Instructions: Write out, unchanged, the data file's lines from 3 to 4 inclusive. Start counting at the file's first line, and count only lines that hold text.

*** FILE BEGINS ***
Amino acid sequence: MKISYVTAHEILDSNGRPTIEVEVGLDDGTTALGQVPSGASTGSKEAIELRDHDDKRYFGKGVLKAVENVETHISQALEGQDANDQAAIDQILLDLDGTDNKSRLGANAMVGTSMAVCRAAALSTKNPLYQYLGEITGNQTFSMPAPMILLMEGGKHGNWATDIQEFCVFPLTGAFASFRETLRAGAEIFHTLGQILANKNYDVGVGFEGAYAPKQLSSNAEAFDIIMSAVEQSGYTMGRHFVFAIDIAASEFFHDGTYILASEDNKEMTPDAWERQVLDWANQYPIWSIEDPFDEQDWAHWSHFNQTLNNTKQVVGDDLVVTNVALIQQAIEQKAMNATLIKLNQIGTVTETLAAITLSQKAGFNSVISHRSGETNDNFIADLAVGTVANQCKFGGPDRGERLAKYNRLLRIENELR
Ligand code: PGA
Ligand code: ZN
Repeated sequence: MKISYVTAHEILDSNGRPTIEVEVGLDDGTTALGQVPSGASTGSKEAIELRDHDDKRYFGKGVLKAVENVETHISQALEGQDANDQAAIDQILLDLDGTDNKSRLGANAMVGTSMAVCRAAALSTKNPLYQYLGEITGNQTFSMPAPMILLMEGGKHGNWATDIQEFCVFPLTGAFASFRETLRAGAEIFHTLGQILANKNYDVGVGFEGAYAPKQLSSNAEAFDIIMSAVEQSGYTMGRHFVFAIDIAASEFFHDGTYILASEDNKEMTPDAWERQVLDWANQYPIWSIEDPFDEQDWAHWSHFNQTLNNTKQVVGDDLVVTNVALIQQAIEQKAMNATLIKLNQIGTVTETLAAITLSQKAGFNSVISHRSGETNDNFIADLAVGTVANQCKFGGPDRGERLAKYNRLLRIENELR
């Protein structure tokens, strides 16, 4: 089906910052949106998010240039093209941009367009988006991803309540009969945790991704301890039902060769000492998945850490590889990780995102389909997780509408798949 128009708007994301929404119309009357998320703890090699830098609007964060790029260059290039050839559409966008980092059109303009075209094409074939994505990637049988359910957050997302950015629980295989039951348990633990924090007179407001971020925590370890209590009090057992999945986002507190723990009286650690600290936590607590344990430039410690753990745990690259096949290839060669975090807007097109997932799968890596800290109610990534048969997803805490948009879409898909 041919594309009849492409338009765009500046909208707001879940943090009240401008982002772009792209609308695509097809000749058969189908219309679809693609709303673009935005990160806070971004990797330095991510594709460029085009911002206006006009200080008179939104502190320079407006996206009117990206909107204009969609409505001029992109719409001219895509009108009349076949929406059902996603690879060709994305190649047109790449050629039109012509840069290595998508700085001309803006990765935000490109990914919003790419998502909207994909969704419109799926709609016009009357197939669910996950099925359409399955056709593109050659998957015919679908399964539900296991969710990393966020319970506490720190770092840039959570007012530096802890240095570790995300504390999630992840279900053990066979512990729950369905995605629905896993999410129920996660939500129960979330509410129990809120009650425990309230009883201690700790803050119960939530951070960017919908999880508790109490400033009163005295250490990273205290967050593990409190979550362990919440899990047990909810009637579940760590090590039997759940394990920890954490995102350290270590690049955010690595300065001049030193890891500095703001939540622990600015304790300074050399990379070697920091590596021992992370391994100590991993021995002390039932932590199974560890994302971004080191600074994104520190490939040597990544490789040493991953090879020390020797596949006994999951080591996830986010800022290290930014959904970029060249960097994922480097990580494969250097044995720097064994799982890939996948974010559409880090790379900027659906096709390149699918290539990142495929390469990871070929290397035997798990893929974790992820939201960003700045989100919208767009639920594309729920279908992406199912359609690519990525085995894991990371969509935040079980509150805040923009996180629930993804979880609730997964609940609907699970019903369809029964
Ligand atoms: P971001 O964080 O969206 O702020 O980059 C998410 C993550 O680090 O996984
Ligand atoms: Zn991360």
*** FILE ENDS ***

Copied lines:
Ligand code: ZN
Repeated sequence: MKISYVTAHEILDSNGRPTIEVEVGLDDGTTALGQVPSGASTGSKEAIELRDHDDKRYFGKGVLKAVENVETHISQALEGQDANDQAAIDQILLDLDGTDNKSRLGANAMVGTSMAVCRAAALSTKNPLYQYLGEITGNQTFSMPAPMILLMEGGKHGNWATDIQEFCVFPLTGAFASFRETLRAGAEIFHTLGQILANKNYDVGVGFEGAYAPKQLSSNAEAFDIIMSAVEQSGYTMGRHFVFAIDIAASEFFHDGTYILASEDNKEMTPDAWERQVLDWANQYPIWSIEDPFDEQDWAHWSHFNQTLNNTKQVVGDDLVVTNVALIQQAIEQKAMNATLIKLNQIGTVTETLAAITLSQKAGFNSVISHRSGETNDNFIADLAVGTVANQCKFGGPDRGERLAKYNRLLRIENELR